COLUMBUS, Ohio (WCMH) — It appears shady car dealers are still using an old trick to make a bigger profit — rolling back odometers, then selling those salvaged vehicles.

Better Call 4 told you about odometer-related schemes earlier this year, but it continues to be a problem for central Ohio car buyers. So much so, that the Ohio Attorney General is taking legal action against the people behind it.

“These fraudsters go in and they manipulate the odometer on vehicles to make it appear that there’s less miles than there really are on a car, and that increases the value of the vehicle,” said Emilie Voss with CARFAX.

Better Call 4 spoke with Voss at the beginning of the year about the problem that, even then, was nothing new, but continues to persist and cost customers thousands of dollars.

“On average, we know that a vehicle with a rolled back odometer is worth $4,000 more than if it was at its original reading,” Voss said.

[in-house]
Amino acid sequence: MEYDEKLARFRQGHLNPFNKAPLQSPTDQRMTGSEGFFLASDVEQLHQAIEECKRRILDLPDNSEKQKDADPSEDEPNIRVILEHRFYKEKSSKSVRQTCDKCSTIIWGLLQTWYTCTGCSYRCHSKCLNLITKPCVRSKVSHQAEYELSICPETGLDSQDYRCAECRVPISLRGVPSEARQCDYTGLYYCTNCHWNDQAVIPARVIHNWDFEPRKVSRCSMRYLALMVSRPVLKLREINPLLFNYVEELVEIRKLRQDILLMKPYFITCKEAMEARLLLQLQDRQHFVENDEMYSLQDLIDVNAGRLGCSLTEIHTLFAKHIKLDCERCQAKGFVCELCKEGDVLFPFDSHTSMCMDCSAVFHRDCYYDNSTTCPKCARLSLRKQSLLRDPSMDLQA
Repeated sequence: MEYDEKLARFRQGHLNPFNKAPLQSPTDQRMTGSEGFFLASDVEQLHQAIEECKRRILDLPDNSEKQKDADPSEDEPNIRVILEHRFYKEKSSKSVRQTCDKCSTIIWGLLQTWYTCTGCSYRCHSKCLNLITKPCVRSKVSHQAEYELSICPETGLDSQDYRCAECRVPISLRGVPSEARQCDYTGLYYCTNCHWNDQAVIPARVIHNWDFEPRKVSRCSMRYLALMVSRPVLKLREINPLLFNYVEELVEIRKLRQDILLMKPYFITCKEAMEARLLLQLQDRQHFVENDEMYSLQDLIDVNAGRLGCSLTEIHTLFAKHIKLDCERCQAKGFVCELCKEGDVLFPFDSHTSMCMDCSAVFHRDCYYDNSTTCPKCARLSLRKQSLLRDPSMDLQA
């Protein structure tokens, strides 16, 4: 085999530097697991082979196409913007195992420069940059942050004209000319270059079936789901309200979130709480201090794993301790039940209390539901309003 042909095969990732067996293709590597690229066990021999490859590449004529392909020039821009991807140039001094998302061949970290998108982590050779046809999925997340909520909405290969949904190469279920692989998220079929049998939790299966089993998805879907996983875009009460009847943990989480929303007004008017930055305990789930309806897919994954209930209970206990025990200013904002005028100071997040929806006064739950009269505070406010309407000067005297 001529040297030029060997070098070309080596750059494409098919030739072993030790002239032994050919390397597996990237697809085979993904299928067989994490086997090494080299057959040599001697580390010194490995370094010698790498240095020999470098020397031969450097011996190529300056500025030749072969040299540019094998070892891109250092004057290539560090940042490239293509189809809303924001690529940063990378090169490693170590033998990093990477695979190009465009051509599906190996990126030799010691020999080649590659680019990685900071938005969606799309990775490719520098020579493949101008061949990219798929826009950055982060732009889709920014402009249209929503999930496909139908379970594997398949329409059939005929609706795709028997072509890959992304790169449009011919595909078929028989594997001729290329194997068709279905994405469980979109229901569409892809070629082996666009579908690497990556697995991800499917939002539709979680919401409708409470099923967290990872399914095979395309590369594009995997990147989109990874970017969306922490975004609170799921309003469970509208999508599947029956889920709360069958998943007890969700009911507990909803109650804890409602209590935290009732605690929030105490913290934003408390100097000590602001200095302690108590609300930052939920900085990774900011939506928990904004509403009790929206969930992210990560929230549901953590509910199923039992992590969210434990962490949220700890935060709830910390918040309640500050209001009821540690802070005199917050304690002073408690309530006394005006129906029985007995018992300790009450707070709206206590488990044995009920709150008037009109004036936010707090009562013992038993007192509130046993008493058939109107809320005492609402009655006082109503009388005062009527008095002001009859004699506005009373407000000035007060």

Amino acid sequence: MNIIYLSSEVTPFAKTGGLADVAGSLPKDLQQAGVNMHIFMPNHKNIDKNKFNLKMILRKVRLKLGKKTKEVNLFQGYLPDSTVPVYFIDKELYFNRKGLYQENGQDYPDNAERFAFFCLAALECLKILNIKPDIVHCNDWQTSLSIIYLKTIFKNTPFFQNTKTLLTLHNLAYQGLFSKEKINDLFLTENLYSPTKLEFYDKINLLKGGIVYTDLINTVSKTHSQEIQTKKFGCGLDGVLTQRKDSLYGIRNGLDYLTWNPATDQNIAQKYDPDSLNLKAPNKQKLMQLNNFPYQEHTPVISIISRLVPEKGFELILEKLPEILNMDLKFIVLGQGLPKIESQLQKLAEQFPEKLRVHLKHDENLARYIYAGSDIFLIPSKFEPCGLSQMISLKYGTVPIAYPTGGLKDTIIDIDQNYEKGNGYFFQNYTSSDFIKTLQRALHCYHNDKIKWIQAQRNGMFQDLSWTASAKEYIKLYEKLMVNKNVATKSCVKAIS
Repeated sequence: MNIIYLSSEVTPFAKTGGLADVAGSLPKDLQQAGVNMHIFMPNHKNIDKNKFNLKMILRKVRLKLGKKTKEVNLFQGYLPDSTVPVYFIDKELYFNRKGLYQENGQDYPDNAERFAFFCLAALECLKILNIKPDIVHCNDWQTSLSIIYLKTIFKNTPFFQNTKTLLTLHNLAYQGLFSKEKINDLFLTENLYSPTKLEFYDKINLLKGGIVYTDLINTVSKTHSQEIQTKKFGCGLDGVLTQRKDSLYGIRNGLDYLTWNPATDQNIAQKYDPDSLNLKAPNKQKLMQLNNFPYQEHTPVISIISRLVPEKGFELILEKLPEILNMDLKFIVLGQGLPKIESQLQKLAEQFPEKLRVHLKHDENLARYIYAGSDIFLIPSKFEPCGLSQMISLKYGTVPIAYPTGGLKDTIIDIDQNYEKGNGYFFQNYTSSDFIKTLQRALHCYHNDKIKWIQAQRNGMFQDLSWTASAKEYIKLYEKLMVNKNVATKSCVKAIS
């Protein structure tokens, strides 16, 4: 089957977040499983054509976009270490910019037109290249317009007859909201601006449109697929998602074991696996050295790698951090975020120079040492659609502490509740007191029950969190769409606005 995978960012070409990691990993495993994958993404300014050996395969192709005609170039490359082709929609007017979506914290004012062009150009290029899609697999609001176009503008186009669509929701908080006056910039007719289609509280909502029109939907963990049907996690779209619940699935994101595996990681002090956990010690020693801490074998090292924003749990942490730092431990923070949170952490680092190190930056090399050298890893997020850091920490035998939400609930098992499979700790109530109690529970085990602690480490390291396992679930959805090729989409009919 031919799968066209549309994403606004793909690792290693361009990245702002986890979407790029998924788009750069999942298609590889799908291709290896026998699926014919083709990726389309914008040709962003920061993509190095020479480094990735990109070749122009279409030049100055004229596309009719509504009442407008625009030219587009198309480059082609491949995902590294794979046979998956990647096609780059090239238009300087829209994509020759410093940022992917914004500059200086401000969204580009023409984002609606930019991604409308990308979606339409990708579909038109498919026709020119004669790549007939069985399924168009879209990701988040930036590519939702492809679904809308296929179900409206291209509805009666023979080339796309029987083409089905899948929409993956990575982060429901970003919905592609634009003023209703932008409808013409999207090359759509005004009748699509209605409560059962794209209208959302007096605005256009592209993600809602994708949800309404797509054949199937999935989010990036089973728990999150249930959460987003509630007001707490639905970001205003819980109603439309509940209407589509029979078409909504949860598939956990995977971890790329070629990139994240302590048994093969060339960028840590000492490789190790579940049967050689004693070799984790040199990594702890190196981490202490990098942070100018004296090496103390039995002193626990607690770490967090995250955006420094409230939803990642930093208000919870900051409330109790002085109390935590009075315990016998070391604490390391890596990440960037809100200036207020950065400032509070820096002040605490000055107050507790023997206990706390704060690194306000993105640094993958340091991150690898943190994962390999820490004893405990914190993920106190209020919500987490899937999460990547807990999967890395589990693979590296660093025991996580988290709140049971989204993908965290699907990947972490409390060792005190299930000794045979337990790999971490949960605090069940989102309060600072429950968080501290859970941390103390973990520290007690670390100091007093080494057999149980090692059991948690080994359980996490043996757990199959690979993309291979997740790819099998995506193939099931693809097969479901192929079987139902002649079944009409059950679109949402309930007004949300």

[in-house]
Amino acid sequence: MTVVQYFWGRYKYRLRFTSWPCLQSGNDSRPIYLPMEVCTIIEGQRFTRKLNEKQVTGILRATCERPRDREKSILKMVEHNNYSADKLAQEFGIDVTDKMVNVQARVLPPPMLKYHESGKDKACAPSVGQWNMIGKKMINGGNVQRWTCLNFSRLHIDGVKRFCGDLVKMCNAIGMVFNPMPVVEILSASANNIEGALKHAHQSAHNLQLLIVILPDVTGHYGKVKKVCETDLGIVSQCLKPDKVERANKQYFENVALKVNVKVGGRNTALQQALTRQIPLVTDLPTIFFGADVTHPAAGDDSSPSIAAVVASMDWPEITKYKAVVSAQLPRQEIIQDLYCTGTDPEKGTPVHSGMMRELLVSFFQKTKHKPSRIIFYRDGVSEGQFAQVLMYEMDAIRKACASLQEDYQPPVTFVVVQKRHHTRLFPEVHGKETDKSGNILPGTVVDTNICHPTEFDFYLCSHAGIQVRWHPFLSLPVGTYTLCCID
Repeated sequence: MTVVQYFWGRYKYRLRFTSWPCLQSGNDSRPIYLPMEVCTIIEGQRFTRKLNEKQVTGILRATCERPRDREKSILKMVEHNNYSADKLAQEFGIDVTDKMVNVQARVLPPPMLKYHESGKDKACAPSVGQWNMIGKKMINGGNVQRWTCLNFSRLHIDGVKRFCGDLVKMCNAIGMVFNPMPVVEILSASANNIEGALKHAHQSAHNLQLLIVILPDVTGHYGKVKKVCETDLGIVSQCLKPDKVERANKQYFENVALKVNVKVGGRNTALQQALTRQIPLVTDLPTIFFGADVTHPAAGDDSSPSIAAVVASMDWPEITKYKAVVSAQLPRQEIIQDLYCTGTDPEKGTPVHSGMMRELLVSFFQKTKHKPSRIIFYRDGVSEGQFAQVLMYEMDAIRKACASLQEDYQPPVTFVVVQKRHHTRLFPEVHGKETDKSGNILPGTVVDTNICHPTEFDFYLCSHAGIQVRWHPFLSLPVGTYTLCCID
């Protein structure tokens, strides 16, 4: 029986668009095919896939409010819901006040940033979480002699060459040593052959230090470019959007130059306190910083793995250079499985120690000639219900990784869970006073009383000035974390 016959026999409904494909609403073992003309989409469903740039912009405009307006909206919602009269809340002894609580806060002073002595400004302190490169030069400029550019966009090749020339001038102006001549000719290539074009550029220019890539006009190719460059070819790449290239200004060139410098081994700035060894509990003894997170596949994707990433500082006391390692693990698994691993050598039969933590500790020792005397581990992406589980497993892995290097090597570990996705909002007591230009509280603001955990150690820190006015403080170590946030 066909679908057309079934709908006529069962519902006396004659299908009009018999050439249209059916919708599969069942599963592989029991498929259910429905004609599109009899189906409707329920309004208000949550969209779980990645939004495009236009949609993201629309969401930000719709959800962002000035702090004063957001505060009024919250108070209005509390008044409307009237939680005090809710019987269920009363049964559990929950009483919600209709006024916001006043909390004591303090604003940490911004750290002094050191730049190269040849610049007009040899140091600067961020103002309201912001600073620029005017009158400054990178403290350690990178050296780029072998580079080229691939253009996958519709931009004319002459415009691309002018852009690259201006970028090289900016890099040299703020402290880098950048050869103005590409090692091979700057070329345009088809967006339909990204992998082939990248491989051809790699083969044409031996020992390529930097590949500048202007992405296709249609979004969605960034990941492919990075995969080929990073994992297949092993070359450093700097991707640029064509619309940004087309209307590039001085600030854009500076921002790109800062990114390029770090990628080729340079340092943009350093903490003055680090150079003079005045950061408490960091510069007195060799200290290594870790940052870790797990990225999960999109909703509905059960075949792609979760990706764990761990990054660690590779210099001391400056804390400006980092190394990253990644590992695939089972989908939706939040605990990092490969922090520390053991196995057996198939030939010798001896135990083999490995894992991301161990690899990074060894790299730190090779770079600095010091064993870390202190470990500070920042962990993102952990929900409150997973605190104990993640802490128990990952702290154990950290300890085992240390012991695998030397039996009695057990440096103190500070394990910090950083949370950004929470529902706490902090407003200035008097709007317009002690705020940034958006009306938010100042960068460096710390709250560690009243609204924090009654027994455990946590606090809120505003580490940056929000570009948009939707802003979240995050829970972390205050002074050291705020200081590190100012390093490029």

There are an estimated 1.9 million vehicles on the roads nationwide with a rolled-back odometer. In Ohio, it’s estimated that more than 40,000 vehicles currently on roadways have rolled back odometers.

Ohio Attorney General Dave Yost and his office are working to put a stop to it.

“This is the fourth time that we’re prosecuting some cheater for doing this,” Yost said.

In September, the attorney general’s office announced legal action against a used-car dealership for odometer tampering for the fourth time in the Capital City this year. He now has a simple message for other sellers.

“You’re going to get caught. Don’t do it,” Yost said.

For the potential car buyer, CARFAX said to do your homework and take the vehicle to a trusted mechanic.

“That trained mechanic for that independent inspection is going to be able to see things, wear and tear on the vehicle,” Voss said. “That’s your best bet of seeing if the wear and tear on the vehicle doesn’t match the odometer reading.”

Some other advice from the attorney general’s office:

  • Check the vehicle history report. Specifically, the mileage history. The BMV has a free search on its website for the Ohio title history if you type in the VIN.
  • Look for cracked plastic over the cluster (where the odometer is).
  • If the deal sounds too good to be true, it probably is.